It's a shame that requirement seems to have fallen by the wayside.

                • (Show?)

                  It didn't "fall by the wayside" -- it was kicked under the bus by Reagan and the deregulation push. I think Clinton dealt the final blow.

    • (Show?)

      The problem, Steve, is that commercial radio is a 100% subsidized medium.

      Those who actually consume the product, the listeners, pay nothing for their consumption. Their continued enjoyment of use of the product is dependent on third parties paying for it.

      Commercial radio stations were given use of the public airwaves in exchange for a certain amount of public service. Most no longer provide much in the way of public service.

      It seems like a true "libertarian" would be demanding that commercial radio stations live up to their end of the bargain.

  • (Show?)

    KBOO has about 5,000 members with less than 10% of those voting in board elections. If the 5,000 people that signed the petition gave KBOO $40, they could take over the board, hire an ED to their liking, and shape KBOO to provide the content desired. Next board election is September 2013, but there generally are some open seats throughout the year, so you probably want to get started soon.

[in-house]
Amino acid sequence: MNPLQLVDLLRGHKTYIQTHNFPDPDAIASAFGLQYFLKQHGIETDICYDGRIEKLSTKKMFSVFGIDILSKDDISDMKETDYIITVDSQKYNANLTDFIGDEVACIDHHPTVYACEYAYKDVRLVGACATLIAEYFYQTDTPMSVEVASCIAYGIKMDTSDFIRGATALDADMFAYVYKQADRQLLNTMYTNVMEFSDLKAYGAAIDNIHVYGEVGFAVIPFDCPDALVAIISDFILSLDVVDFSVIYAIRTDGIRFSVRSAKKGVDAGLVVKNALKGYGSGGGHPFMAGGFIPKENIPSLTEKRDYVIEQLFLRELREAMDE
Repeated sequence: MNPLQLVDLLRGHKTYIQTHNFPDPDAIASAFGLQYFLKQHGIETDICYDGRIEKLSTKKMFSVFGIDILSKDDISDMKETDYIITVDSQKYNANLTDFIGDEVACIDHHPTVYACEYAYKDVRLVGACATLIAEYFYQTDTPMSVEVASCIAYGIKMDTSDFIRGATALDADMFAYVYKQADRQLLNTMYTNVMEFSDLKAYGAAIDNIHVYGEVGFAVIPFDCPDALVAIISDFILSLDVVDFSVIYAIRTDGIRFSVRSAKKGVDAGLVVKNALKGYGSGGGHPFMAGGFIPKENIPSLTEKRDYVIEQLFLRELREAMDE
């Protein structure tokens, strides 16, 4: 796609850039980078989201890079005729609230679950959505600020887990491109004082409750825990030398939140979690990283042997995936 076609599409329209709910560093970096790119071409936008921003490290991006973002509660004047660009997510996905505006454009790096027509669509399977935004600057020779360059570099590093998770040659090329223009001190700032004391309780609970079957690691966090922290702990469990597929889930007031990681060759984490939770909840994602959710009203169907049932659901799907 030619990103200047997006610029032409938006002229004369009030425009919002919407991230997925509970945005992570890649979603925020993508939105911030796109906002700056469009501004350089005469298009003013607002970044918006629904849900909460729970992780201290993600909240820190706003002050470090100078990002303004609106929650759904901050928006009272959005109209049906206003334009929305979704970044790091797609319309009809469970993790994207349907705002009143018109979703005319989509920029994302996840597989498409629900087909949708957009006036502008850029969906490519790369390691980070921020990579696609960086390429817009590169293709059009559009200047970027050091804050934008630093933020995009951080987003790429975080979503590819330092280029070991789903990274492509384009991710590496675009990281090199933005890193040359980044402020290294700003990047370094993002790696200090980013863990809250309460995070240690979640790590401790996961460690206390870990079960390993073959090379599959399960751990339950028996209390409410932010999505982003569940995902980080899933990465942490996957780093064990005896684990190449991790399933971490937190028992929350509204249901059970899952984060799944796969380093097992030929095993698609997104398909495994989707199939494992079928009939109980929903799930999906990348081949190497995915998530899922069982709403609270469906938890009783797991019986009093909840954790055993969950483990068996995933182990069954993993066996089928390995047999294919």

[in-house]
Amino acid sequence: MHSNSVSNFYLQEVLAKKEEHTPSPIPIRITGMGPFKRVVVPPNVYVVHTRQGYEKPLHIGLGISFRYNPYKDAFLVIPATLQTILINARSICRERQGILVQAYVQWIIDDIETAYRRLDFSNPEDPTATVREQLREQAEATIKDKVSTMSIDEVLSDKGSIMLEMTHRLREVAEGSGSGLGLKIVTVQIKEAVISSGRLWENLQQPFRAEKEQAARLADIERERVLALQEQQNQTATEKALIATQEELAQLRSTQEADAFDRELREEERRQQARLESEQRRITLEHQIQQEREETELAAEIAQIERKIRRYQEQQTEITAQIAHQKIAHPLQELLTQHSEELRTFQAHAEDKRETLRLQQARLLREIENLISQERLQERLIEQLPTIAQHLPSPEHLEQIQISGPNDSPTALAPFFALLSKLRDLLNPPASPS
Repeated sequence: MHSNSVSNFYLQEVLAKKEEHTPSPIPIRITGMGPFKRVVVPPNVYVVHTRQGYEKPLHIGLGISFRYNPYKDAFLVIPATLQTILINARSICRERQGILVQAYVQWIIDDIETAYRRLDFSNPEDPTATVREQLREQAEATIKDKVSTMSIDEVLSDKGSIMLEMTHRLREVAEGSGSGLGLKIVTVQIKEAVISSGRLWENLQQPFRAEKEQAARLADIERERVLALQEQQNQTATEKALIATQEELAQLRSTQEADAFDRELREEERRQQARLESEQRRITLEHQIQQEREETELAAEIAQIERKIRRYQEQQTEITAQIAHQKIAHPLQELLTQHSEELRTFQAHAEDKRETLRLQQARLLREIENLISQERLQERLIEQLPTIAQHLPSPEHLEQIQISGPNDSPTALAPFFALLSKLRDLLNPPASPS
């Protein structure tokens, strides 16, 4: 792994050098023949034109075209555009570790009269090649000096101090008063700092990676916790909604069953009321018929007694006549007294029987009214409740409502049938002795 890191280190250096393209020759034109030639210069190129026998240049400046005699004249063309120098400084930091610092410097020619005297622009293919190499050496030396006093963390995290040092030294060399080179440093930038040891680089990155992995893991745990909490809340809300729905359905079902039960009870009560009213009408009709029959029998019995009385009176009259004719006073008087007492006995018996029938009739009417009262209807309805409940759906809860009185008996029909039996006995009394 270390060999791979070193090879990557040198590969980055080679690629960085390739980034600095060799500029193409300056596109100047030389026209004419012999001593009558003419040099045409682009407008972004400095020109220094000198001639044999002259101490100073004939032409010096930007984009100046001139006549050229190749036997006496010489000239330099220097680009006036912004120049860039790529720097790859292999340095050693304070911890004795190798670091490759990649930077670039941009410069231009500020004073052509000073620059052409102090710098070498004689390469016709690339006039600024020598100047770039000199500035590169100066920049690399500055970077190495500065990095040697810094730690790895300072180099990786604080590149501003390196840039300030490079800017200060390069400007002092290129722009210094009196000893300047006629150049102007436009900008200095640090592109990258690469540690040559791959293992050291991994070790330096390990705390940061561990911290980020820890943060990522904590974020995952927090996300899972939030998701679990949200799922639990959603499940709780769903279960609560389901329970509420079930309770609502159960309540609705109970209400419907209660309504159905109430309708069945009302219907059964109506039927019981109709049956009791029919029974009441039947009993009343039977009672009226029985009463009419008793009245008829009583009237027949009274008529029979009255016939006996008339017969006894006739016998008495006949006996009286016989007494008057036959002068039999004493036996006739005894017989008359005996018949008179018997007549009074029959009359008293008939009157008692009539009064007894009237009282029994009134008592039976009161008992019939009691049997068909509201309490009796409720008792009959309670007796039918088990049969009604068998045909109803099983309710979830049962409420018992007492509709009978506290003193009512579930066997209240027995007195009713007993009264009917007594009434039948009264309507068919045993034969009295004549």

Of course, right wing folks could do the same thing...

    • (Show?)

      KBOO is great. But we're talking about two entirely different things.

      For starters, KBOO is a nonprofit organization. I'm not overly familiar with the particulars of their structure, but I suspect that there are substantial limitations on what a c3 nonprofit can do in the political space - limitations that don't apply to commercial media.

      • (Show?)

        Kari, You certainly are correct that non-profits have to operate under more restrictions when it comes to politics. Not to say it isn't manageable. This is what happens when corporations are allowed to own near monopolies in a media market.